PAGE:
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No-Nox: 1941

No-Nox: 1941

October 1941. "Defense motive in advertising. Elmira, New York." Medium format acetate negative by John Collier for the Farm Security Administration. View full size.

 

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Slow down or else!

I would bet that there's a motorcycle cop hiding behind that Gulf billboard waiting for the next speeder.

Hot corner

Gulf, Esso, and Texaco all vying for brand loyalty.

Pre-War

Even though the US did not become a direct combatant in World War II until December 1941, it is obvious from much of the advertising and other signs of the mass media in 1940 and pre-December 1941 (radio, movies, newspapers) that there was every expectation that it would eventually come to pass. The Lend-Lease program was in full swing, and the American manufacturing base was already tentatively starting to transform itself into the greatest war production machine ever. We were still caught a bit flat-footed on December 7, 1941, but it wasn't exactly a shocker either.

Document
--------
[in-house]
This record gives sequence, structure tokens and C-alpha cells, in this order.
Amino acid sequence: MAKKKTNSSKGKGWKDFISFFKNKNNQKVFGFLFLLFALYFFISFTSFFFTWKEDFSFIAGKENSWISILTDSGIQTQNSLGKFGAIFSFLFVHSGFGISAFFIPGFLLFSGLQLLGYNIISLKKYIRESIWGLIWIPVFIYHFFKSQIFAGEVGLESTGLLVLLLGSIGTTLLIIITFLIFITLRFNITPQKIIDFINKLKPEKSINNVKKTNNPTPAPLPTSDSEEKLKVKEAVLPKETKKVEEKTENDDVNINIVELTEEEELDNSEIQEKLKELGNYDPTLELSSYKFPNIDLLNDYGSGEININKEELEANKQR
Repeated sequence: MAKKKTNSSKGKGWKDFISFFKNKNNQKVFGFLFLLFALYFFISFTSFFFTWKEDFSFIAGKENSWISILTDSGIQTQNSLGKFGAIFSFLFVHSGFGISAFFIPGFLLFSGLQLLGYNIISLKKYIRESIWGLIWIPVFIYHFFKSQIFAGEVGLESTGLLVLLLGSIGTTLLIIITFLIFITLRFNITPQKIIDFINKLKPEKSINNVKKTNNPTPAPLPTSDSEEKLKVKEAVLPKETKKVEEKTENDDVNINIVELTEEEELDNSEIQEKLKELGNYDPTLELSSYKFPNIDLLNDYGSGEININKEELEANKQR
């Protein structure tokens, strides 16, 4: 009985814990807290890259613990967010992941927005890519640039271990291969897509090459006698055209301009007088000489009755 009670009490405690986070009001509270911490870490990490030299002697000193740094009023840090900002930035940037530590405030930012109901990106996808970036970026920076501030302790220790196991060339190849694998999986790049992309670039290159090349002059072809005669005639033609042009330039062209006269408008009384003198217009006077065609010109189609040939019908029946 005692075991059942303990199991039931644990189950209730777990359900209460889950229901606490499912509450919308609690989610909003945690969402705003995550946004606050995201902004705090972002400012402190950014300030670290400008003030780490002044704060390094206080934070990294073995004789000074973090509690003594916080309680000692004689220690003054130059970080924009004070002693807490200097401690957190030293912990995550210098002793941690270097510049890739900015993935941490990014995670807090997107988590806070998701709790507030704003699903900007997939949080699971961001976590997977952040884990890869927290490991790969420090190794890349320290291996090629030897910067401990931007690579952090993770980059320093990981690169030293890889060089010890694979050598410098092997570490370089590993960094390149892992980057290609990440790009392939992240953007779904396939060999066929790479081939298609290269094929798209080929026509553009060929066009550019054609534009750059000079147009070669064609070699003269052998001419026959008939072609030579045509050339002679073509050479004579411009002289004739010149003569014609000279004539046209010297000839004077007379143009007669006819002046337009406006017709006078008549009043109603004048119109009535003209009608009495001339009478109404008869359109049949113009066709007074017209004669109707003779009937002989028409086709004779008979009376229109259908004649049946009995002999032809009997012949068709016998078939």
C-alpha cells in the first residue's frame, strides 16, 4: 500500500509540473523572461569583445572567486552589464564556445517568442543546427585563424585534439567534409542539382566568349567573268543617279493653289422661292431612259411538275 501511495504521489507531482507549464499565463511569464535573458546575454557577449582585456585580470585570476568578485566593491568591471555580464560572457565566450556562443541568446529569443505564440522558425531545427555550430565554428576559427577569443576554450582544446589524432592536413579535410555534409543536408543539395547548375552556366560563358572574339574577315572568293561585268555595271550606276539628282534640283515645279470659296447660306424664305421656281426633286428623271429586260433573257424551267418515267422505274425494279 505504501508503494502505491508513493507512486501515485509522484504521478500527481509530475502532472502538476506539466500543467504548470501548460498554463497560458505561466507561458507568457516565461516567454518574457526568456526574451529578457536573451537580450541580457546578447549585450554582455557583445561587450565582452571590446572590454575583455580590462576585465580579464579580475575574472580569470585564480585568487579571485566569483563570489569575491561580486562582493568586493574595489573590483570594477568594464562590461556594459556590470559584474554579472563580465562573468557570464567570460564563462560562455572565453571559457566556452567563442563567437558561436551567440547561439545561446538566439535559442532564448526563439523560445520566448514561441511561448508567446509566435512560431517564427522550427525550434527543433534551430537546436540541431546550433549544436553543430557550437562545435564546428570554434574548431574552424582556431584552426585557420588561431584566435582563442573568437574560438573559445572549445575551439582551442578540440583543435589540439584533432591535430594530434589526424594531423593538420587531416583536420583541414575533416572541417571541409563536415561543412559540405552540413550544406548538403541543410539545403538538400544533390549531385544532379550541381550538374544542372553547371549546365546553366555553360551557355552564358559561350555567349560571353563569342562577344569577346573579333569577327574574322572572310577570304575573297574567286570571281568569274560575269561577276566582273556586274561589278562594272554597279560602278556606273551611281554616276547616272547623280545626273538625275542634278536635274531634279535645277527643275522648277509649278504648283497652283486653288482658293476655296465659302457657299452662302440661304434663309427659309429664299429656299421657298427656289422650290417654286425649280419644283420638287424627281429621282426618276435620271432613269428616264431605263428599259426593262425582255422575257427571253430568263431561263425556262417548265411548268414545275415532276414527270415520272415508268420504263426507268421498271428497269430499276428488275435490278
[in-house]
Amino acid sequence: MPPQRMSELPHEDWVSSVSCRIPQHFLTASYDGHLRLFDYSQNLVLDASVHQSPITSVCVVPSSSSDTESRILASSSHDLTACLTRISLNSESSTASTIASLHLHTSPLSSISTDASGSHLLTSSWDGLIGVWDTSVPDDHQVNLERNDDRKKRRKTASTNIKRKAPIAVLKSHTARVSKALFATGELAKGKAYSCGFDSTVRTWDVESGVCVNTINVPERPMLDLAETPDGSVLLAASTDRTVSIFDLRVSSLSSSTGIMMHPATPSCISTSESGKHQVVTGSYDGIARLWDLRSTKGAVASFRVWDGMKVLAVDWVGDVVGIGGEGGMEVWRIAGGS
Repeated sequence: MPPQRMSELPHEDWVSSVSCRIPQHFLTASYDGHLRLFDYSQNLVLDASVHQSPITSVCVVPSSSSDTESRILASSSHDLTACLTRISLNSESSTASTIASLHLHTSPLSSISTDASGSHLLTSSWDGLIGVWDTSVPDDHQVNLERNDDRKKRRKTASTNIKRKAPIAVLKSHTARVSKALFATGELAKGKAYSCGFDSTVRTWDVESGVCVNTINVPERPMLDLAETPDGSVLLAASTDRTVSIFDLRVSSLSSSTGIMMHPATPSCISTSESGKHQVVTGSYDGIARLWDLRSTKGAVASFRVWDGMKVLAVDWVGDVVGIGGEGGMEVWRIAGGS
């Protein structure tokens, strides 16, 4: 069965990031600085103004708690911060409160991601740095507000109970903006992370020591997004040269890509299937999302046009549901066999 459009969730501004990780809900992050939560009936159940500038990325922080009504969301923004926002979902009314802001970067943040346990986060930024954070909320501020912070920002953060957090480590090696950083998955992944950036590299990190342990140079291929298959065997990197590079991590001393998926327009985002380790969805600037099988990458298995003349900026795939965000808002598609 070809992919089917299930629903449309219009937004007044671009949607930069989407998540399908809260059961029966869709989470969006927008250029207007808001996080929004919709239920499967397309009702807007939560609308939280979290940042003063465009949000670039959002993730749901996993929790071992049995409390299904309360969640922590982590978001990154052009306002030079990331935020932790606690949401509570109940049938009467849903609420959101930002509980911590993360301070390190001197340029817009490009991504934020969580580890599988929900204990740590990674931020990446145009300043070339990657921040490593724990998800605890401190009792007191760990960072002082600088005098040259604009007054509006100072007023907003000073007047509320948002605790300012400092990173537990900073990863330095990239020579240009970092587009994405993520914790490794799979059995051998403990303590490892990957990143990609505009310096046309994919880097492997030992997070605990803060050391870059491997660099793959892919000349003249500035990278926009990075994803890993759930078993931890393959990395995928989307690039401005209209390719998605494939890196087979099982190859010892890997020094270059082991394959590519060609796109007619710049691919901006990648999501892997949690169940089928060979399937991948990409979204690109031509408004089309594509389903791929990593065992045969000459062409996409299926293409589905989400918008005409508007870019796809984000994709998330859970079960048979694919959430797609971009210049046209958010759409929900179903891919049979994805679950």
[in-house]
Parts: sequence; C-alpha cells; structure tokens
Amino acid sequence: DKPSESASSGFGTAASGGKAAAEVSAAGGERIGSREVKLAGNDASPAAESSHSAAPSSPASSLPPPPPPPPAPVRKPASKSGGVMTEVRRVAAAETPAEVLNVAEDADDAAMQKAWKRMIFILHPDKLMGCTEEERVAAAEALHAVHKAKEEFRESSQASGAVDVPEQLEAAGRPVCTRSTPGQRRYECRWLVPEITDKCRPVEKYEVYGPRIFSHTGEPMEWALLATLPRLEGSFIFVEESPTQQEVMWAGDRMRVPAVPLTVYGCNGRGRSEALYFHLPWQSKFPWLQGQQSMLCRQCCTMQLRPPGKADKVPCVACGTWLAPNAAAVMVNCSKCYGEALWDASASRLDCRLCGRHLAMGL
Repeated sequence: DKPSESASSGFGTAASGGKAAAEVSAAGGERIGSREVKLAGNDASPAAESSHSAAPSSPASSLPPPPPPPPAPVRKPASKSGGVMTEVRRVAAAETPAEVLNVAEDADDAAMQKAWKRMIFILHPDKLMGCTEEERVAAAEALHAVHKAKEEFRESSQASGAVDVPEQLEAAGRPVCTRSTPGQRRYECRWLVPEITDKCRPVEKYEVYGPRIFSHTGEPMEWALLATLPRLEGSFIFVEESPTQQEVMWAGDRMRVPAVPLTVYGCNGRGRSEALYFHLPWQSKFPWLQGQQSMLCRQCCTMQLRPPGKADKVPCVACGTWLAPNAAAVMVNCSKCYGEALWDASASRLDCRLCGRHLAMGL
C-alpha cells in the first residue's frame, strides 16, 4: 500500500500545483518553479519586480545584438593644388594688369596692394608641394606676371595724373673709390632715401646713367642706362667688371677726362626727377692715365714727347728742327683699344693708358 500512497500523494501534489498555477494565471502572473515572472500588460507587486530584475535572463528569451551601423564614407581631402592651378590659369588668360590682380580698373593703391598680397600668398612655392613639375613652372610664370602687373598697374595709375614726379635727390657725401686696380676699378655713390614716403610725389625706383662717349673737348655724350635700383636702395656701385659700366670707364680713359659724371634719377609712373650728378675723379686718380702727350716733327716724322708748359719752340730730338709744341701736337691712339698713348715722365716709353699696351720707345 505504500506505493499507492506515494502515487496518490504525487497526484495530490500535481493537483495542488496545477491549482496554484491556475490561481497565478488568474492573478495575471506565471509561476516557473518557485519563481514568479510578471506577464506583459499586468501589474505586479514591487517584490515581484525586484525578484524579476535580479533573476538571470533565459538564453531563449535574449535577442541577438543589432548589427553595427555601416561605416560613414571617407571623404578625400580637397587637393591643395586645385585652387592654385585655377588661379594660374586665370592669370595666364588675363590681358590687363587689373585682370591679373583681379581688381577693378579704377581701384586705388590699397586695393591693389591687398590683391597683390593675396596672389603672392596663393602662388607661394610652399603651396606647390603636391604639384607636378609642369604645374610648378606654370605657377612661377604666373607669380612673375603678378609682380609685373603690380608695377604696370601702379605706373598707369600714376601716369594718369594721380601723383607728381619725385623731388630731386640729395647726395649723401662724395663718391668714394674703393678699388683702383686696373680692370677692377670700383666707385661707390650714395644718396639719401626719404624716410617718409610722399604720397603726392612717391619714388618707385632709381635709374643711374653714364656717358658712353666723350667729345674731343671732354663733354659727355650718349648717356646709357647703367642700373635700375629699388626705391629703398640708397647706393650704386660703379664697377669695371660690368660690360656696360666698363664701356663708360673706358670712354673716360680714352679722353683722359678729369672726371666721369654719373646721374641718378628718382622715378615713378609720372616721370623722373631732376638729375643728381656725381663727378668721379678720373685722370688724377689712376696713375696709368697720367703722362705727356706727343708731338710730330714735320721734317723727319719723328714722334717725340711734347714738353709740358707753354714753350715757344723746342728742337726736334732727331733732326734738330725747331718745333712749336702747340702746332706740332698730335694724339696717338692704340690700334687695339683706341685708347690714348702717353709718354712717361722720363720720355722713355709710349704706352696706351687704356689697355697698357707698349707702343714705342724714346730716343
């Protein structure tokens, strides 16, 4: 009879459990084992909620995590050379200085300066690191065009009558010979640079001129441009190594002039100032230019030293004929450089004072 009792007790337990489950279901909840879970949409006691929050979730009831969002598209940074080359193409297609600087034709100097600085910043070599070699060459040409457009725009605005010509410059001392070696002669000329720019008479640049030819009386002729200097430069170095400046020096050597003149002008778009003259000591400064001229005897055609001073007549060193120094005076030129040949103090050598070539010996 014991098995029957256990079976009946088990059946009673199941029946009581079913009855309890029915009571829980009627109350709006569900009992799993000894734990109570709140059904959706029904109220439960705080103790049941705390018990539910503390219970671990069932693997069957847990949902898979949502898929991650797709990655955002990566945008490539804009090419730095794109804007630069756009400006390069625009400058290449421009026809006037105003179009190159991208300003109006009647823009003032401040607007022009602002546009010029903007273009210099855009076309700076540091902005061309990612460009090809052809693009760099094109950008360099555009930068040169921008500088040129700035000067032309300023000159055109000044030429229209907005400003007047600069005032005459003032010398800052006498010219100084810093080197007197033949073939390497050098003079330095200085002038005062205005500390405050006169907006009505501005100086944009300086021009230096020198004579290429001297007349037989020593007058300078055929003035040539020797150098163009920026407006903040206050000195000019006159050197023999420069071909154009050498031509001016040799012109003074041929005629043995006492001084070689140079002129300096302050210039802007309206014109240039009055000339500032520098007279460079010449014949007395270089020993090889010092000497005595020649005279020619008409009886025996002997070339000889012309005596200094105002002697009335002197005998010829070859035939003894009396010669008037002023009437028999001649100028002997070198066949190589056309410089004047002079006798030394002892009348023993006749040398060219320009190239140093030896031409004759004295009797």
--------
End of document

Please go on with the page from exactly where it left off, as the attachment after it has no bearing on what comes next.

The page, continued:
Baby Gas

That Texaco sign is using a baby for some reason. Can't quite tell, but it looks like a "Guest Room"? Or is it "Rest Room"?

No engine knocking?

Did Gulf gasoline have healthy extra tetraethyl lead to boost its octane rating?
I don't think they cared about nitrogen oxide emissions then.
Catalytic converters? Never heard of them.

They go for you

John Collier was either lucky or patient enough for this shot to have the lampshade shade perfectly covering the 'o'. Gulf was being a little sexist here, unless the two men are looking at each other. Gulfpride.

[That's the lamp's shadow covering the O. - Dave]

Shadow! That's the word I wanted! I was having a brain fart and the only word I could think of was shade. Thanks Dave, I don't mind my place in your shadow.

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